March 7, 2011

Post-Soviet aliyah a game-changer in Israel-Palestinian peace

Israel gained considerably from the past 20 years of post-Soviet Russian immigration, economically and demographically. It has weathered the bursting of the hi-tech bubble, and its population has increased by one million non-Palestinians, which becomes especially important if a viable peace is to be pushed further off the horizon.

Most of these Russians came in long after the Zionist dichotomy of 1967 and 1973; after Begin and Sadat signed the Camp David Treaty; after the sobering 1982-84 Lebanon War; after the Intifadah and the Oslo Accords. They did bring with them tremendous hatred for Arabs and Muslims, along with a Soviet-enforced Russian definition of Islam as a separatist ideology rather than a multi-faceted religion.

Two generations of balanced and counter-balanced Israeli politics, including the shift in Sephardic voting that brought Menachem Begin's Likud to power in the late-1970s, were rapidly overturned when so many hard-wired right-wingers flooded Israel within a few short years. The subsequent downturn in progress toward peace has helped to push other Israelis closer to the Russian attitude, along with some justified pessimism. All this gives the average Israeli less opportunity and less appetite for active peacemaking with the Palestinians, who have also exhausted their own reserve of peace.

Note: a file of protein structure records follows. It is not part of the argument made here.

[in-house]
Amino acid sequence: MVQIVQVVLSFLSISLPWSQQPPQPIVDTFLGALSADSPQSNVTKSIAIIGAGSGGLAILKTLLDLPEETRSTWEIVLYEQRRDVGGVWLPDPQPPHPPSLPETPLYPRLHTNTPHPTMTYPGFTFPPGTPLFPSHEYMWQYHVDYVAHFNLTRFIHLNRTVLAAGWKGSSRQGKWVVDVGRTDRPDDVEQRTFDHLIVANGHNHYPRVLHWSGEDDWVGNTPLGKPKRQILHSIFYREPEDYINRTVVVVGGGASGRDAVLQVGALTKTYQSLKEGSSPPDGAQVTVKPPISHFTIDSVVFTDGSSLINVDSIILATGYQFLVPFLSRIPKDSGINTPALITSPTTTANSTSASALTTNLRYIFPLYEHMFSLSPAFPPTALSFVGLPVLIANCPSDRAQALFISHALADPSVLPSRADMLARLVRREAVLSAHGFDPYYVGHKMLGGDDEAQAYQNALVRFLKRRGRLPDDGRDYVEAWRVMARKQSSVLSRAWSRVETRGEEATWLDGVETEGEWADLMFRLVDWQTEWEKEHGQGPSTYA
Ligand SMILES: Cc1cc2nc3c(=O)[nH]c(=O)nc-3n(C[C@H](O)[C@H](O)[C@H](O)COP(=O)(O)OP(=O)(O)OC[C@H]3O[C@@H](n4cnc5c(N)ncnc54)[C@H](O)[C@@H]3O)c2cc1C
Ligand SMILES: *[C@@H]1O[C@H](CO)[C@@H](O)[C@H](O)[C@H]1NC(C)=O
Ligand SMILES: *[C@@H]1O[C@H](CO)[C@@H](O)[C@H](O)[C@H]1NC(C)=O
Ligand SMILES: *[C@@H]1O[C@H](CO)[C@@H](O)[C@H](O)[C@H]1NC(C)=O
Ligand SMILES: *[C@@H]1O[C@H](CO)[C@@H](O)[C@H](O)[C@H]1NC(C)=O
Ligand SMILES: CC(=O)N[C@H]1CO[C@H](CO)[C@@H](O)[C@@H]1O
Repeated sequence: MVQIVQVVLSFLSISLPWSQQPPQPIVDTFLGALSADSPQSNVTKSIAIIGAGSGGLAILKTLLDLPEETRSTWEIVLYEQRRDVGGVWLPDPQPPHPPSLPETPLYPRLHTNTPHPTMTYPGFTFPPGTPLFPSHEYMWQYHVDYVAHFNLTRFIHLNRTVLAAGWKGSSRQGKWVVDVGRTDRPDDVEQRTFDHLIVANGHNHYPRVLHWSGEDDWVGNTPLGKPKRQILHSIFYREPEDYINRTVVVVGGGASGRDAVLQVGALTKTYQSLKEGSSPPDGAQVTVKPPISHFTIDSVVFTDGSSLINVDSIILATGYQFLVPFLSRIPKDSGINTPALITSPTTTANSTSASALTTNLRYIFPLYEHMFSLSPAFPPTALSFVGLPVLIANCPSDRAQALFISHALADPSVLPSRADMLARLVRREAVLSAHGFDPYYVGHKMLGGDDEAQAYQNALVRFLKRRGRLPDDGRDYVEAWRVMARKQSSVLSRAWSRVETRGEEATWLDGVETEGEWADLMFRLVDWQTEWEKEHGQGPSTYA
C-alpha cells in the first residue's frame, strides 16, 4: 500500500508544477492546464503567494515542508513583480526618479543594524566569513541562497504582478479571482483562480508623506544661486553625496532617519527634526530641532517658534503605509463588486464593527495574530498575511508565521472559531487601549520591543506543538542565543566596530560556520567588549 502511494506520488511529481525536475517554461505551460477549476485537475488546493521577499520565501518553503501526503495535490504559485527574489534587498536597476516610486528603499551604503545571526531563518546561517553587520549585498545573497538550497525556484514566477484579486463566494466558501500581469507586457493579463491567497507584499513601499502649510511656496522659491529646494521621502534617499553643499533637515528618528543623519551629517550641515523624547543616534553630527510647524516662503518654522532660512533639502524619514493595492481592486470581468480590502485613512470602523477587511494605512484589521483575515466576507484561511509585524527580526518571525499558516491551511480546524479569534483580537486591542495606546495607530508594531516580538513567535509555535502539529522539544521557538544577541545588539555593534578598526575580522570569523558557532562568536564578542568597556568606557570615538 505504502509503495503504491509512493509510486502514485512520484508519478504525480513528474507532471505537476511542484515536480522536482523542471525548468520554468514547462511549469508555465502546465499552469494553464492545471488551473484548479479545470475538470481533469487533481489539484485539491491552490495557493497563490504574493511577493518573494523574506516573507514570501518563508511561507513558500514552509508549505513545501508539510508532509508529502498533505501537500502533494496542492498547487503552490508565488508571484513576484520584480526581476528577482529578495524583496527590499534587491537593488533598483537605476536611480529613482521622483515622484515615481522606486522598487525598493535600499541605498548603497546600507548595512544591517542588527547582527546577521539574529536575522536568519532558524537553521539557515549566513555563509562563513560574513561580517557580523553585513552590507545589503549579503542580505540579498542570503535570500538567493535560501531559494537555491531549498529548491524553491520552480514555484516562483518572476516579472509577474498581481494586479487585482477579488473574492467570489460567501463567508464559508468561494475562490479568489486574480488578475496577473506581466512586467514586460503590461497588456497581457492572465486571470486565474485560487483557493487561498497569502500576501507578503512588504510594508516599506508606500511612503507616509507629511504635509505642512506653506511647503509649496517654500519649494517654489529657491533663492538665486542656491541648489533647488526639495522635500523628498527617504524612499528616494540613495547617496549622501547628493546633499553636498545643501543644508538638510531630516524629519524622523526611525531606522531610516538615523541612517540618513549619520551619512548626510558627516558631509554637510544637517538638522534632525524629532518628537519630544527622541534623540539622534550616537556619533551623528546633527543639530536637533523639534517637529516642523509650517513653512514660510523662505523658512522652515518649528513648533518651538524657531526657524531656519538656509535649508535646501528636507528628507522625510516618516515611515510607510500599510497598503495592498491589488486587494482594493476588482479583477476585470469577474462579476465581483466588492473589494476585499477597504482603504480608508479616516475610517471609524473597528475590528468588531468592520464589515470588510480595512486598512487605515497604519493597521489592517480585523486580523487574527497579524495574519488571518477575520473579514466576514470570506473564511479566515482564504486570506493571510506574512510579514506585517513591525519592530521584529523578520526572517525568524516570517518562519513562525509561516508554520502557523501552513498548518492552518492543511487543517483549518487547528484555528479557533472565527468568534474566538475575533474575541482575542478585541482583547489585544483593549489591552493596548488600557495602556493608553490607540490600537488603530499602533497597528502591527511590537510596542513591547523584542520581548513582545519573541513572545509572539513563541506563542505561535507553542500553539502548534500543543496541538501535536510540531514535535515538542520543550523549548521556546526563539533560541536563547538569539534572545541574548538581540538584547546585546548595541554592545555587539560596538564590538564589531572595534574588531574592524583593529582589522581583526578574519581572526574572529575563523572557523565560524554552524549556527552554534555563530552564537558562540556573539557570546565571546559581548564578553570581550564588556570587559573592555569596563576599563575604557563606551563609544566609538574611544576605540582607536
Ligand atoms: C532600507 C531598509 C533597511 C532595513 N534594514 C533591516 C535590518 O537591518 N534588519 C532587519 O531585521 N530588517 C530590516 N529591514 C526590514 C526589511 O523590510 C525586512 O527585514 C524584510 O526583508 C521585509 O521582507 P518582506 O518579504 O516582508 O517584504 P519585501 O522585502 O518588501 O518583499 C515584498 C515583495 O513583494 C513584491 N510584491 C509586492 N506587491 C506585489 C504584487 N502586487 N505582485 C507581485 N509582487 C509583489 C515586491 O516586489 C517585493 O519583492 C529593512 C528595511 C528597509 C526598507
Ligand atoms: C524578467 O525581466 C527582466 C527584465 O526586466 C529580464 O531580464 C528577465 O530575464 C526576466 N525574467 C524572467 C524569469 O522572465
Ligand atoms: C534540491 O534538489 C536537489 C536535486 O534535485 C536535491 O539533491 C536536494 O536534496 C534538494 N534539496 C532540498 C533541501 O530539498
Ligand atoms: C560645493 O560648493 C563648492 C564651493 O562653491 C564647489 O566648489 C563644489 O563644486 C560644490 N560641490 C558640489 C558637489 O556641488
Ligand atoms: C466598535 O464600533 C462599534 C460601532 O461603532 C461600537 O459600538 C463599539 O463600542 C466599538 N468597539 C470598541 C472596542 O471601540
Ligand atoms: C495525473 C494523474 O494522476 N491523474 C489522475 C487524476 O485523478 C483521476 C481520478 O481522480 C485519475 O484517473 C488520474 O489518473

In the 1970s, the USSR made clear to the Arab states that Soviet Jews were a lever. If the Arabs complied with Moscow's directives, the Jews would remain behind the Iron Curtain; if the Arabs strayed, the flood gates would open and they would face ever greater numbers of new Israelis. Ironically, the post-Soviet aliyah may indeed turn out to be the Palestinians' worst nightmare and a godsend to rejectionists within Israeli politics and across the Arab world.

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